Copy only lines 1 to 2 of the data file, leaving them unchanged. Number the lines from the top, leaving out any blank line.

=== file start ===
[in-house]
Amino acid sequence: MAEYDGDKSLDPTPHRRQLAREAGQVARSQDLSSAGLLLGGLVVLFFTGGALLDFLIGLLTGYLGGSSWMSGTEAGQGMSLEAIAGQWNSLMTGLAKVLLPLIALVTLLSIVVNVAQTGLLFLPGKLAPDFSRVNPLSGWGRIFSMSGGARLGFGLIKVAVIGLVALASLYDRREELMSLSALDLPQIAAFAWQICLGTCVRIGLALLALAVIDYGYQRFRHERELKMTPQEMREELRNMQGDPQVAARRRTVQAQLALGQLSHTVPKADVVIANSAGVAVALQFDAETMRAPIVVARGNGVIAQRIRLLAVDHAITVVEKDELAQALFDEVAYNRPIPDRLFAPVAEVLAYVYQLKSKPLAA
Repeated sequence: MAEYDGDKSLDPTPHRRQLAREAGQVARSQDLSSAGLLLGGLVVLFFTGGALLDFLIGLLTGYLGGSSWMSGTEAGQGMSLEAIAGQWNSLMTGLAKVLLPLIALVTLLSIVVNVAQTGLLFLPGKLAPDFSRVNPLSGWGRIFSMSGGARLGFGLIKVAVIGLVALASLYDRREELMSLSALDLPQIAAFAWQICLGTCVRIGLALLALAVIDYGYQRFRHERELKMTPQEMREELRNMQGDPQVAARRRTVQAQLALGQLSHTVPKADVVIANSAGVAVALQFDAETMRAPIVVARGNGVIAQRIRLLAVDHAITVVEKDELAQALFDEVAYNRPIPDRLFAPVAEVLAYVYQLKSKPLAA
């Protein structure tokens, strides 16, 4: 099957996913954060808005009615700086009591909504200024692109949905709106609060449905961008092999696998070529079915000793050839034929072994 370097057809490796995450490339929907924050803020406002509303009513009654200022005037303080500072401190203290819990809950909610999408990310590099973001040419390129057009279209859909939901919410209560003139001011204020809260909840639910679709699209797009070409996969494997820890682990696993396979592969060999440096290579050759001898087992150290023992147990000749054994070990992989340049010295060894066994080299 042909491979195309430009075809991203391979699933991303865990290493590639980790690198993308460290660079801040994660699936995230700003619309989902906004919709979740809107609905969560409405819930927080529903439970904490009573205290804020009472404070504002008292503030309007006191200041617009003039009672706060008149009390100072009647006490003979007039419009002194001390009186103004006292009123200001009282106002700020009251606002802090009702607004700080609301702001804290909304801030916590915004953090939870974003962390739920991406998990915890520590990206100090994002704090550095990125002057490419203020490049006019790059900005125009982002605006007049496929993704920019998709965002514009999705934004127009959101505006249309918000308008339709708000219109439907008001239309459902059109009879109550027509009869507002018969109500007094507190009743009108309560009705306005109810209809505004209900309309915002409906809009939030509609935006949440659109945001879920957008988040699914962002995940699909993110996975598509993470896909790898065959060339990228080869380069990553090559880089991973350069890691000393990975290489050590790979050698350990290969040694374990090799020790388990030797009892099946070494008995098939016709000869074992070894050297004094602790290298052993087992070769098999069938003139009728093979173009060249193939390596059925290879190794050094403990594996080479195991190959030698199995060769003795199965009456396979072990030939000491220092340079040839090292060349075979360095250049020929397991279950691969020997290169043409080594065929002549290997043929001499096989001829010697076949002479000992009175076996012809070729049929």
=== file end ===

[in-house]
Amino acid sequence: MAEYDGDKSLDPTPHRRQLAREAGQVARSQDLSSAGLLLGGLVVLFFTGGALLDFLIGLLTGYLGGSSWMSGTEAGQGMSLEAIAGQWNSLMTGLAKVLLPLIALVTLLSIVVNVAQTGLLFLPGKLAPDFSRVNPLSGWGRIFSMSGGARLGFGLIKVAVIGLVALASLYDRREELMSLSALDLPQIAAFAWQICLGTCVRIGLALLALAVIDYGYQRFRHERELKMTPQEMREELRNMQGDPQVAARRRTVQAQLALGQLSHTVPKADVVIANSAGVAVALQFDAETMRAPIVVARGNGVIAQRIRLLAVDHAITVVEKDELAQALFDEVAYNRPIPDRLFAPVAEVLAYVYQLKSKPLAA